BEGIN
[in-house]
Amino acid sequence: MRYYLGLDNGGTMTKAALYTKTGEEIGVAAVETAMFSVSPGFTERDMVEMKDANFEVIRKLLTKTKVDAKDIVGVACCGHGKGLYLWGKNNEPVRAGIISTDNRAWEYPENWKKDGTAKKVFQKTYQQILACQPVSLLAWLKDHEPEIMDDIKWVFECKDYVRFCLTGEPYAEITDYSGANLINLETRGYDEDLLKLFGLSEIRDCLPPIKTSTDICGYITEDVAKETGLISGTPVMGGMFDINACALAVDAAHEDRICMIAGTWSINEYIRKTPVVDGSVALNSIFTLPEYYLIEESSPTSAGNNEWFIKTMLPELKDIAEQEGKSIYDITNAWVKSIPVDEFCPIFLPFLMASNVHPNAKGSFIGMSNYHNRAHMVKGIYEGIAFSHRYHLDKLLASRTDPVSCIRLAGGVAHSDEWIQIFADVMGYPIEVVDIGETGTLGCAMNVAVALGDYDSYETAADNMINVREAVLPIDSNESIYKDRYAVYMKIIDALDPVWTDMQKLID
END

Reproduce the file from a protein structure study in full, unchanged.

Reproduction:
[in-house]
Amino acid sequence: MRYYLGLDNGGTMTKAALYTKTGEEIGVAAVETAMFSVSPGFTERDMVEMKDANFEVIRKLLTKTKVDAKDIVGVACCGHGKGLYLWGKNNEPVRAGIISTDNRAWEYPENWKKDGTAKKVFQKTYQQILACQPVSLLAWLKDHEPEIMDDIKWVFECKDYVRFCLTGEPYAEITDYSGANLINLETRGYDEDLLKLFGLSEIRDCLPPIKTSTDICGYITEDVAKETGLISGTPVMGGMFDINACALAVDAAHEDRICMIAGTWSINEYIRKTPVVDGSVALNSIFTLPEYYLIEESSPTSAGNNEWFIKTMLPELKDIAEQEGKSIYDITNAWVKSIPVDEFCPIFLPFLMASNVHPNAKGSFIGMSNYHNRAHMVKGIYEGIAFSHRYHLDKLLASRTDPVSCIRLAGGVAHSDEWIQIFADVMGYPIEVVDIGETGTLGCAMNVAVALGDYDSYETAADNMINVREAVLPIDSNESIYKDRYAVYMKIIDALDPVWTDMQKLID